Farm groups call for swift action on drought bills
By Christine Souza
Facing a historic drought and hot, dry summer months ahead, the California Farm Bureau Federation welcomed passage of a U.S. Senate bill to address water problems caused by the drought and urged Congress to begin negotiations to reconcile the bill with legislation passed earlier by the House of Representatives.
Having spent several days in Washington, D.C., last week talking to members of Congress about the need for immediate relief from the drought and for long-term water storage solutions, CFBF President Paul Wenger urged congressional leaders to swiftly reconcile the newly passed Senate bill with the House bill that passed in February.
"Now, the real work begins," Wenger said. "Water shortages are causing widespread suffering for California family farmers and those who depend on them for jobs and environmental stewardship. Now that each house has passed drought measures, we need to meld the two in ways that provide the swiftest, most effective relief possible."
Wenger praised Sen. Dianne Feinstein, D-Calif., for her authorship of the Senate bill and Central Valley Reps. David Valadao, R-Hanford; Devin Nunes, R-Tulare; Jim Costa, D-Fresno; and Jeff Denham, R-Turlock; for their work on the House measure.
"Congress recognizes that California's water system is outdated, and so is the way we operate it," said Wenger, who with other Farm Bureau leaders met with Feinstein on Capitol Hill last week to discuss water issues. "The House and Senate bills set the stage for long-overdue discussions of how to make the system work better for farms, cities and the environment—particularly in droughts like we're experiencing now."
Feinstein described her Emergency Drought Relief Act as a short-term solution that would provide federal and state water agencies with additional flexibility to deliver water where it is most needed during the drought. She said the next step in the process is to work with the House to determine what measures can be agreed upon to improve water supplies.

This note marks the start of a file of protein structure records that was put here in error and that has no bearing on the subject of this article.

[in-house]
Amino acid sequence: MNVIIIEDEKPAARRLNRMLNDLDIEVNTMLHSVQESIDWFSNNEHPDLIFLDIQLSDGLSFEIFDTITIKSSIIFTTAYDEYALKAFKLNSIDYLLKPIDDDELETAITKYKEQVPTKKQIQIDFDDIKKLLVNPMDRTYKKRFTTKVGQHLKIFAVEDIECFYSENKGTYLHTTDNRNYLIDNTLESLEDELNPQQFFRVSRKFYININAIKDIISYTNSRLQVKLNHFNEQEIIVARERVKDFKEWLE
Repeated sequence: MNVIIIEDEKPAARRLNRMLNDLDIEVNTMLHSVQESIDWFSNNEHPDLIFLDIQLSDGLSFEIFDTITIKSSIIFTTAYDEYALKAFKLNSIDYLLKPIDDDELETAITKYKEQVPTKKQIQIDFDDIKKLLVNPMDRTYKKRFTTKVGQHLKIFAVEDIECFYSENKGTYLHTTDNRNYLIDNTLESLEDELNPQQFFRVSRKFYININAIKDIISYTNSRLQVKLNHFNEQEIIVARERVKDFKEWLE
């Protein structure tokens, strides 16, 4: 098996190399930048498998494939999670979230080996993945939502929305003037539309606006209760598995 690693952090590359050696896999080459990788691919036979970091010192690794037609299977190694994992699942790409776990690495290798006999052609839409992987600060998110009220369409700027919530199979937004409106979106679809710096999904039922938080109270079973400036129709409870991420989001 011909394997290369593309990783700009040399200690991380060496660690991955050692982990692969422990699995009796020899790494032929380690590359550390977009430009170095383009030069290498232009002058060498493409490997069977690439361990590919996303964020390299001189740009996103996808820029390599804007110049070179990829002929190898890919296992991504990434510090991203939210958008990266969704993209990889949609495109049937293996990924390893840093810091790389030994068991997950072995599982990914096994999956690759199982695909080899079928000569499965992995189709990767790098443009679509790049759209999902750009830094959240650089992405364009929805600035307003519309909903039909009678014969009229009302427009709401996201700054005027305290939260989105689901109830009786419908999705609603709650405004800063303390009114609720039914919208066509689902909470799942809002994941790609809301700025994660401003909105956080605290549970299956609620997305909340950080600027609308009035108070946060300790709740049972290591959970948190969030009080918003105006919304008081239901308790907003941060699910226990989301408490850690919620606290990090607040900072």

"My hope is that this process can proceed quickly and bypass many of the controversial issues that have been raised in the past," Feinstein said. "While we do need long-term solutions to the state's water problems, the bill the Senate passed authorizes immediate actions to help California, and I think that's what we must focus on and reach agreement quickly."
House Natural Resources Committee Chairman Doc Hastings, R-Wash., along with seven Republican representatives from California, issued a statement describing the Feinstein bill as "a starting point," but said the Senate bill does not address California's long-term needs.
"We now have an opportunity to find a balance between her temporary measure and the comprehensive bill passed by the House," the Republican representatives said.
Wenger said Farm Bureau and other organizations will be engaged in the upcoming negotiations.
"One reason the drought has hit California so hard is that we have failed for the past 30 years to modernize our water system," he said. "California cannot afford another 20 or 30 years of inaction. Drought and water shortages hit farmers first and hardest, but they will cause losses that ricochet throughout the wider economy and the environment. Congress must act quickly to ease the pain by finalizing effective drought-relief legislation."
Dennis Nuxoll, vice president of federal government affairs for Western Growers, said concern about California water supplies has "never been higher."
"It is our hope that the spirit of cooperation and bipartisanship prevail" during negotiations on the bill, Nuxoll said.
Thomas Birmingham, general manager of the Westlands Water District in Fresno, said the district hopes negotiatons can begin quickly and expressed confidence that Feinstein and her colleagues in the House "will be able to identify commonsense solutions that will restore water supplies while providing reasonable protections for fish."
A preliminary report issued last week by the University of California, Davis, estimated that water shortages caused by the drought would cause the fallowing of 410,000 acres in the Central Valley, leading to the loss of 14,500 jobs and an economic impact of $1.7 billion.
(Christine Souza is an assistant editor of Ag Alert. She may be contacted at firstname.lastname@example.org.)
Permission for use is granted, however, credit must be made to the California Farm Bureau Federation when reprinting this item.